Sometimes a preposition doesn't really have a meaning on its own; it's "demanded" by a verb. Another example of this is that "soñar con" means "to dream about." I studied Spanish formally for seven years, and every textbook and dictionary I used treated "verb + preposition" as its own vocabulary unit. It's a shame Duo doesn't provide this kind of idiomatic information in dictionary hints. One good web resource for this kind of stuff is wordreference.com
That's one of my only complaints about DuoLingo. However, no language learner should use solely one tool to learn any language. It's important to glean from every possible source. It just gets frustrating sometimes because when I'm on a good streak, sometimes I don't want to exit the app or open a new tab to spend another 10 minutes studying why the phrase has to be spoken a certain way. A lot of these phrases and word endings seem like they could be confusing to people unfamiliar with Spanish. Luckily, I took 2 years of it in high school and I have a good base.
And one more site you can check out as well:
I agree with undeadgoat but I think the english word "to" can be translated in spanish with the word "de" (but not always) for example: I tried to run " yo traté de correr", I tried to speak "yo traté de hablar",etc. I'm a native spanish speaker. But this is not a dequeismo because in this sentence we need the "de" if you don't put it, the sentence is incorrect.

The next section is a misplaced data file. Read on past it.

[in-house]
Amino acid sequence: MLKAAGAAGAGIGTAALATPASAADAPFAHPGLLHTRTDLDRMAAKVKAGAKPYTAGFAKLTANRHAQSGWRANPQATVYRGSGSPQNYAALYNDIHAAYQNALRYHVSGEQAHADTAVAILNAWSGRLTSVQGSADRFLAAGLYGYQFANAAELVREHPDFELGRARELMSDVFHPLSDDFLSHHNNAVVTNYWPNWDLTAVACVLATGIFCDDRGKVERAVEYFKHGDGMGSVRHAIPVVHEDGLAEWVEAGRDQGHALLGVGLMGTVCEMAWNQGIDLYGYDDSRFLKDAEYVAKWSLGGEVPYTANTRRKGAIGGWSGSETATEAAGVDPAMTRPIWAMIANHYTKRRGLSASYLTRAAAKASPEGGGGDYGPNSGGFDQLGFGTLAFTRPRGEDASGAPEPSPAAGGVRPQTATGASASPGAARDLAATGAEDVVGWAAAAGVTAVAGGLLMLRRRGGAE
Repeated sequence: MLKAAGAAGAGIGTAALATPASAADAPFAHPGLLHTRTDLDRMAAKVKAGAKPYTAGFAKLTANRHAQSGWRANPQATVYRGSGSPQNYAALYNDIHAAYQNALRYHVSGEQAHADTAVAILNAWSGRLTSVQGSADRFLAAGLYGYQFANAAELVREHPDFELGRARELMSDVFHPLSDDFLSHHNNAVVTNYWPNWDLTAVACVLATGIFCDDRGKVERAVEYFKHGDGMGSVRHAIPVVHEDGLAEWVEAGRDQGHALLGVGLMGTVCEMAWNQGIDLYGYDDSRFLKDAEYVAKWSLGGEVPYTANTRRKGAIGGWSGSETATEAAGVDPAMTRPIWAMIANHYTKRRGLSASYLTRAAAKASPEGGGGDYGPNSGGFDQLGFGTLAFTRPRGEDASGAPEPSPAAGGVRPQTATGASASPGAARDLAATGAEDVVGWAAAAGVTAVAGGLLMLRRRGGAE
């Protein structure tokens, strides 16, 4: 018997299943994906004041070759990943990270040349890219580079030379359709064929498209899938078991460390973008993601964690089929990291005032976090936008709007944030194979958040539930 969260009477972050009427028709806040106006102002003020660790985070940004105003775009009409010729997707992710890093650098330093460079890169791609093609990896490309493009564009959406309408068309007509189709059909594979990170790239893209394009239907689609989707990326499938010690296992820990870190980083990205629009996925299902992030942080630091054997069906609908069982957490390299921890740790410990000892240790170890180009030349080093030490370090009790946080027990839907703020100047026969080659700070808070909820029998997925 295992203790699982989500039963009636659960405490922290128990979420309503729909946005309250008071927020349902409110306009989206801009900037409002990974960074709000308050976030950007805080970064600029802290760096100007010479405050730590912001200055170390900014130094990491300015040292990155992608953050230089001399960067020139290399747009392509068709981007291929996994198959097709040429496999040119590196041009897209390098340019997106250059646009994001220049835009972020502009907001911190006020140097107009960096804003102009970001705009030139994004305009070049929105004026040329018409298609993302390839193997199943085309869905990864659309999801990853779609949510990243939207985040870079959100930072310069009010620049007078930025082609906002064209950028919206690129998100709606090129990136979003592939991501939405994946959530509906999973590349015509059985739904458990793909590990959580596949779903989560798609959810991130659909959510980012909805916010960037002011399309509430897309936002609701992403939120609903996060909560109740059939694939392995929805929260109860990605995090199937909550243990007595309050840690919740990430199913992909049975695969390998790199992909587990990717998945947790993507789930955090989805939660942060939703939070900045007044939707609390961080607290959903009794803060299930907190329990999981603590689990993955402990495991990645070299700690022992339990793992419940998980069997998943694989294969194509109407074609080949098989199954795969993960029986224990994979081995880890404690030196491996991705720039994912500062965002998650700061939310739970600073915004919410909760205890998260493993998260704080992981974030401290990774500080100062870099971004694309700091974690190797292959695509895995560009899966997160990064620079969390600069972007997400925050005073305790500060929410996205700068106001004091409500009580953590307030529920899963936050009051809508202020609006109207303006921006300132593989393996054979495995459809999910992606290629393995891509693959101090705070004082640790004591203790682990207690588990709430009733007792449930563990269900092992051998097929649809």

I prefer, in general, to take the "to" from the English infinitive rather than the "de"
Remember, for example, ir = to go, ir does not equal go.
Ellos habían tratado de ir
tratar de = to try tratado de = tried
de is essentially untranslated, but it necessary to turn tratar into try. Without it, tratar means to treat.
Dealing with prepositions that are required with some verbs for particular meanings in Spanish as unstranslatable or simply part of the verb (or the verb with that meaning) will save you a lot of heartache versus figuring out how to translated it.
(Ellos) (habían) (tratado de) (ir)
They ....had ........tried...........to go
I put "A" instead of "DE" thinking "A" means "TO." In this case, is it best to just accept "Tratado De Comer" as a whole that means "Tried To Eat?" Every once in a while I'll put an "A" where I am supposed to put "DE." Is there some sort of rule that can help me avoid doing this?